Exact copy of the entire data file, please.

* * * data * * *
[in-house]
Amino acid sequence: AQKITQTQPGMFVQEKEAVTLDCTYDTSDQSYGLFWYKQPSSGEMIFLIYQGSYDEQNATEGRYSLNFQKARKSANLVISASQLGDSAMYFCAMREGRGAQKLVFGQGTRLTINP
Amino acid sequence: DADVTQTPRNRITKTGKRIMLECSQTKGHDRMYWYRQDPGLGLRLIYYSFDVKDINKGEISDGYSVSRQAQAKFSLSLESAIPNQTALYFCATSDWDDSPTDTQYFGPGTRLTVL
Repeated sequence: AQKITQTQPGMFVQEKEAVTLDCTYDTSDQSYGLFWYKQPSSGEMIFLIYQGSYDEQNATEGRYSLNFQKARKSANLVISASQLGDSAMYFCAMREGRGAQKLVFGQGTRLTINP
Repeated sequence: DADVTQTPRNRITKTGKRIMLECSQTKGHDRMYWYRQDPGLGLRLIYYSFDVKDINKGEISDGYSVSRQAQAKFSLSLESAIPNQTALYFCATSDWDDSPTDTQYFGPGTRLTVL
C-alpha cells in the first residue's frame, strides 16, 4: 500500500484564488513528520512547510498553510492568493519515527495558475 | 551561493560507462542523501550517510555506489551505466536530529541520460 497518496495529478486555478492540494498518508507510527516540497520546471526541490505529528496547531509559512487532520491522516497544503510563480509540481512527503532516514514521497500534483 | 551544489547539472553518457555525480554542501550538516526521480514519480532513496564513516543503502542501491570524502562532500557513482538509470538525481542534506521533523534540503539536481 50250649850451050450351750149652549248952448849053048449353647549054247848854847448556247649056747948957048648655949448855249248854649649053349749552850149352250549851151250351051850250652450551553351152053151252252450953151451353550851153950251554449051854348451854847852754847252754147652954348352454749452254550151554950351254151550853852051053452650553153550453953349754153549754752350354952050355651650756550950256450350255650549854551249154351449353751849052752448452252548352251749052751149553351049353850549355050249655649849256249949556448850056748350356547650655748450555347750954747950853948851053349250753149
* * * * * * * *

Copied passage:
[in-house]
Amino acid sequence: AQKITQTQPGMFVQEKEAVTLDCTYDTSDQSYGLFWYKQPSSGEMIFLIYQGSYDEQNATEGRYSLNFQKARKSANLVISASQLGDSAMYFCAMREGRGAQKLVFGQGTRLTINP
Amino acid sequence: DADVTQTPRNRITKTGKRIMLECSQTKGHDRMYWYRQDPGLGLRLIYYSFDVKDINKGEISDGYSVSRQAQAKFSLSLESAIPNQTALYFCATSDWDDSPTDTQYFGPGTRLTVL
Repeated sequence: AQKITQTQPGMFVQEKEAVTLDCTYDTSDQSYGLFWYKQPSSGEMIFLIYQGSYDEQNATEGRYSLNFQKARKSANLVISASQLGDSAMYFCAMREGRGAQKLVFGQGTRLTINP
Repeated sequence: DADVTQTPRNRITKTGKRIMLECSQTKGHDRMYWYRQDPGLGLRLIYYSFDVKDINKGEISDGYSVSRQAQAKFSLSLESAIPNQTALYFCATSDWDDSPTDTQYFGPGTRLTVL
C-alpha cells in the first residue's frame, strides 16, 4: 500500500484564488513528520512547510498553510492568493519515527495558475 | 551561493560507462542523501550517510555506489551505466536530529541520460 497518496495529478486555478492540494498518508507510527516540497520546471526541490505529528496547531509559512487532520491522516497544503510563480509540481512527503532516514514521497500534483 | 551544489547539472553518457555525480554542501550538516526521480514519480532513496564513516543503502542501491570524502562532500557513482538509470538525481542534506521533523534540503539536481 50250649850451050450351750149652549248952448849053048449353647549054247848854847448556247649056747948957048648655949448855249248854649649053349749552850149352250549851151250351051850250652450551553351152053151252252450953151451353550851153950251554449051854348451854847852754847252754147652954348352454749452254550151554950351254151550853852051053452650553153550453953349754153549754752350354952050355651650756550950256450350255650549854551249154351449353751849052752448452252548352251749052751149553351049353850549355050249655649849256249949556448850056748350356547650655748450555347750954747950853948851053349250753149